There are many factors that can contribute to the occurrence of Perinatal Mood and Anxiety Disorders. It is difficult to pin down exact causes due to the fact that many of the potential causes co-exist in each mother. Causes can be medical, psychological, or situational. Some believed medical causes of PMADs are a genetic predisposition or a sensitivity to the levels of hormones released during and after pregnancy. Psychological factors that have been researched to be potential causes include tendencies for perfectionism, previous mental illness, or past trauma. Situational or environmental stressors can also contribute to PMADs occurring such as health challenges in the mother or baby, lack of access to resources, traumatic birth, and lack of social support.
A common misconception with PMADs is that you experience them shortly after childbirth. However, we know that not only can women experience these symptoms during pregnancy but they can also begin to occur up until a year postpartum. Many women report onset of symptoms even as late as 6-9 months postpartum. Does that mean if you experience these symptoms and have a 2 year old you shouldn’t seek help? Absolutely NOT. Mental health symptoms can wax and wane and sometimes we are unaware of how they are truly affecting us. What’s important is to get educated and get help.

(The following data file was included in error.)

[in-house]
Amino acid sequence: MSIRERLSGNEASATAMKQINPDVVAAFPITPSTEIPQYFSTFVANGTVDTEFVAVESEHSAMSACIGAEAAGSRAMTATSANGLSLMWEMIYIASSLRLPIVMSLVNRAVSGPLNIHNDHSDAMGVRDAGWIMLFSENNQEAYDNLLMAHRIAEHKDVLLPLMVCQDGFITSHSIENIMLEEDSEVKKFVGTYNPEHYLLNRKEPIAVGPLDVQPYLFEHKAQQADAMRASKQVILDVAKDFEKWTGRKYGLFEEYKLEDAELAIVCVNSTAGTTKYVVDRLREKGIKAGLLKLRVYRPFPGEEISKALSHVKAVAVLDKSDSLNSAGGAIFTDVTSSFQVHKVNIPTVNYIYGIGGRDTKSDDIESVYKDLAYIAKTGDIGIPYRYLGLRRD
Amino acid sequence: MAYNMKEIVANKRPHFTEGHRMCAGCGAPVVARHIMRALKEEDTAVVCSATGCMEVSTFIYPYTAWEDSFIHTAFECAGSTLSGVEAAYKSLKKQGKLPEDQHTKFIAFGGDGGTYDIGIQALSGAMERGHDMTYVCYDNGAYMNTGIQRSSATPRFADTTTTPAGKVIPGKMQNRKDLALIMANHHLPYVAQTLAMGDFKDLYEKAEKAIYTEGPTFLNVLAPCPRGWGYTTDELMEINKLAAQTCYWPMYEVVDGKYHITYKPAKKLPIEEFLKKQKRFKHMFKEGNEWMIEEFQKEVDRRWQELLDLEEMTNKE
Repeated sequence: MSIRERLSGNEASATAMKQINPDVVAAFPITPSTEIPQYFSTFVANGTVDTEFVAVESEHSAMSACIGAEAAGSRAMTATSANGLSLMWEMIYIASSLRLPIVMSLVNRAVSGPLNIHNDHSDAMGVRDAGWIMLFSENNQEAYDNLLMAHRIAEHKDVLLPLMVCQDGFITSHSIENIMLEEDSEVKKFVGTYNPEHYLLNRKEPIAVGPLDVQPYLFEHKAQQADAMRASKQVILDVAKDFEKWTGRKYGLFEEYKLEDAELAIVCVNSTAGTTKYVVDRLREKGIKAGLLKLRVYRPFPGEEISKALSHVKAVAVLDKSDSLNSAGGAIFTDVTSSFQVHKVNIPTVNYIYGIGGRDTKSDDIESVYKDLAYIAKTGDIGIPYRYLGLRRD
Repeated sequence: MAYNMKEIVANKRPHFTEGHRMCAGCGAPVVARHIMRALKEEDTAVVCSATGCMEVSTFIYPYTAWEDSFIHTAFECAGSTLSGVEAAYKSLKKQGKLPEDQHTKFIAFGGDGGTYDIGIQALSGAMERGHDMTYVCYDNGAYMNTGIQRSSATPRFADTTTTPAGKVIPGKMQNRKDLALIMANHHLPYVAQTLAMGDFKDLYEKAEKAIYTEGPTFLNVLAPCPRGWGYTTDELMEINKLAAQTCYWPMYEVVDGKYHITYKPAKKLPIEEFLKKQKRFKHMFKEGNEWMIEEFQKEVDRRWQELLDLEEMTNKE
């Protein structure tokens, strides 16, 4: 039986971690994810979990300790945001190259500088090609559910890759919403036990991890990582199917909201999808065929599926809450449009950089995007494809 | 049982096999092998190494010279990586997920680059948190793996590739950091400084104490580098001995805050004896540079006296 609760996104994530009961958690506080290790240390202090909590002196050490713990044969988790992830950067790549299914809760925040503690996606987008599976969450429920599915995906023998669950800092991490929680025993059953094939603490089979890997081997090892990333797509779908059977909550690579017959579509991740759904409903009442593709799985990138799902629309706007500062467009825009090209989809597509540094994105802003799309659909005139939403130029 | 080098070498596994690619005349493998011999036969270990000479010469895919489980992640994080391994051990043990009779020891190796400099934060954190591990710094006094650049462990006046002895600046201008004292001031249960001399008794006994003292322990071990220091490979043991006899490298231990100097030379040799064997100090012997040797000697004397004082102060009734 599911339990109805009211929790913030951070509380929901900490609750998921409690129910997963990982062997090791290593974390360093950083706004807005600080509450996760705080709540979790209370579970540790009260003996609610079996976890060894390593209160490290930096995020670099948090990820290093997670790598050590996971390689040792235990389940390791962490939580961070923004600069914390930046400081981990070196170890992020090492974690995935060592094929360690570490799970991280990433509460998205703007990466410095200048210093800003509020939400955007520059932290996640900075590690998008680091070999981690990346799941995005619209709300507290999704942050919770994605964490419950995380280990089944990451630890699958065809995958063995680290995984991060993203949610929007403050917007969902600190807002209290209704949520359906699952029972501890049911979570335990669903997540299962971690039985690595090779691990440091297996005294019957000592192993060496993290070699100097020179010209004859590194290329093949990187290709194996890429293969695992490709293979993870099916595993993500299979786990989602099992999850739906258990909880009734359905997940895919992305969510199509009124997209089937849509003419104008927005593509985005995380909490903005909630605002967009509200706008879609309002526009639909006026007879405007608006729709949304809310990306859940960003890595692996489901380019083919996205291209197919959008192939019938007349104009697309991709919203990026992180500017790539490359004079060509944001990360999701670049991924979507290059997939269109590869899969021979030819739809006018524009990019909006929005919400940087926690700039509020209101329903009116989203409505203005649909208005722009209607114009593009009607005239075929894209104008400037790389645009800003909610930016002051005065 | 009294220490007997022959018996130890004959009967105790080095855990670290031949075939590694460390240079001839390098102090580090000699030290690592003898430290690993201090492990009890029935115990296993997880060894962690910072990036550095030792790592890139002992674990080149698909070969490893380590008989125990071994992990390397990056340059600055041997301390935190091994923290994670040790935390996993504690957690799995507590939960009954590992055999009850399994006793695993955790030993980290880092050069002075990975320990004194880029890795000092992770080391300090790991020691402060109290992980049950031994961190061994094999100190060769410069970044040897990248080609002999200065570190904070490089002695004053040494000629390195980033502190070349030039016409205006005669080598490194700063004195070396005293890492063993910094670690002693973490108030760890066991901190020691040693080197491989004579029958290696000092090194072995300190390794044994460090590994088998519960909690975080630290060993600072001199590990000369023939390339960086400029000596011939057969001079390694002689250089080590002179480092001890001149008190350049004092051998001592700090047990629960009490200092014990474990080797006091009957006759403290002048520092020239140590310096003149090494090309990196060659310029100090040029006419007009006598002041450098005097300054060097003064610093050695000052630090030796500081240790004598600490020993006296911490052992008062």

So, what now?
So how do you know if you are experiencing any of these disorders?
- Complete a screening tool. Screening tools are instruments designed to take a brief picture of your symptoms to see if you possibly meet critieria for a PMAD and should follow up to get professional help. They are NOT a diagnosis. Once you contact a mental health profession you will participate in a full assessment that is unique to you.
One very important thing here to note is that if you have only one or two symptoms of any of these disorders but feel very distressed you should still seek help. Seeking professional counselling or the advice from a doctor does not require you to present with all the symptoms of one disorder. What is most important to focus on here is how these symptoms are impacting your daily life, not necessarily whether or not you have them all.